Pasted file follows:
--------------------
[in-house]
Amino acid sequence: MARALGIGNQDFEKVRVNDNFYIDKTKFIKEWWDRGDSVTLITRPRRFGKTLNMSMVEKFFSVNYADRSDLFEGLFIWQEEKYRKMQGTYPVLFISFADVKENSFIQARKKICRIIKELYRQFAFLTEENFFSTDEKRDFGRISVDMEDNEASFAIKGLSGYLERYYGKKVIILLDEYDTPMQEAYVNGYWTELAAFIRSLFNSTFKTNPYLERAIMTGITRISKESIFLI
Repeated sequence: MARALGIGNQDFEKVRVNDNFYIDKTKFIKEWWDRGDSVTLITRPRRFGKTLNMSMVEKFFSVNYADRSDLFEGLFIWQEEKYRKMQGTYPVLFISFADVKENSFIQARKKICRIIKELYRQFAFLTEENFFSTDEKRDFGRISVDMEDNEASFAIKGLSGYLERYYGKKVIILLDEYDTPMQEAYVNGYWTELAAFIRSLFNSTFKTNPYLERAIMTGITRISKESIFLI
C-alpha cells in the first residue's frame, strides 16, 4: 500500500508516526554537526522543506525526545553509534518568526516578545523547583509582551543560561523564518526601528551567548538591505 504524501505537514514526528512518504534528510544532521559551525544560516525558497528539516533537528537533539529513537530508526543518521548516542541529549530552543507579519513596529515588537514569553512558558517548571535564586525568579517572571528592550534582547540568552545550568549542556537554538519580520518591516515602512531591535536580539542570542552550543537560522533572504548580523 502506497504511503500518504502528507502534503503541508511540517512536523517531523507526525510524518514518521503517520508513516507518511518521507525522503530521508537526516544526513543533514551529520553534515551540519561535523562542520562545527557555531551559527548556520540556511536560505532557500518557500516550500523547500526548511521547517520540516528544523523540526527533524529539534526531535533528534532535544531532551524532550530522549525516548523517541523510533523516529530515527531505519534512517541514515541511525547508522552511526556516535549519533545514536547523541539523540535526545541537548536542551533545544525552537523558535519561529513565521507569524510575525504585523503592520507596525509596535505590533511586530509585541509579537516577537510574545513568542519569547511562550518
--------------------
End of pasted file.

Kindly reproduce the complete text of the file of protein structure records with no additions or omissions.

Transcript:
[in-house]
Amino acid sequence: MARALGIGNQDFEKVRVNDNFYIDKTKFIKEWWDRGDSVTLITRPRRFGKTLNMSMVEKFFSVNYADRSDLFEGLFIWQEEKYRKMQGTYPVLFISFADVKENSFIQARKKICRIIKELYRQFAFLTEENFFSTDEKRDFGRISVDMEDNEASFAIKGLSGYLERYYGKKVIILLDEYDTPMQEAYVNGYWTELAAFIRSLFNSTFKTNPYLERAIMTGITRISKESIFLI
Repeated sequence: MARALGIGNQDFEKVRVNDNFYIDKTKFIKEWWDRGDSVTLITRPRRFGKTLNMSMVEKFFSVNYADRSDLFEGLFIWQEEKYRKMQGTYPVLFISFADVKENSFIQARKKICRIIKELYRQFAFLTEENFFSTDEKRDFGRISVDMEDNEASFAIKGLSGYLERYYGKKVIILLDEYDTPMQEAYVNGYWTELAAFIRSLFNSTFKTNPYLERAIMTGITRISKESIFLI
C-alpha cells in the first residue's frame, strides 16, 4: 500500500508516526554537526522543506525526545553509534518568526516578545523547583509582551543560561523564518526601528551567548538591505 504524501505537514514526528512518504534528510544532521559551525544560516525558497528539516533537528537533539529513537530508526543518521548516542541529549530552543507579519513596529515588537514569553512558558517548571535564586525568579517572571528592550534582547540568552545550568549542556537554538519580520518591516515602512531591535536580539542570542552550543537560522533572504548580523 502506497504511503500518504502528507502534503503541508511540517512536523517531523507526525510524518514518521503517520508513516507518511518521507525522503530521508537526516544526513543533514551529520553534515551540519561535523562542520562545527557555531551559527548556520540556511536560505532557500518557500516550500523547500526548511521547517520540516528544523523540526527533524529539534526531535533528534532535544531532551524532550530522549525516548523517541523510533523516529530515527531505519534512517541514515541511525547508522552511526556516535549519533545514536547523541539523540535526545541537548536542551533545544525552537523558535519561529513565521507569524510575525504585523503592520507596525509596535505590533511586530509585541509579537516577537510574545513568542519569547511562550518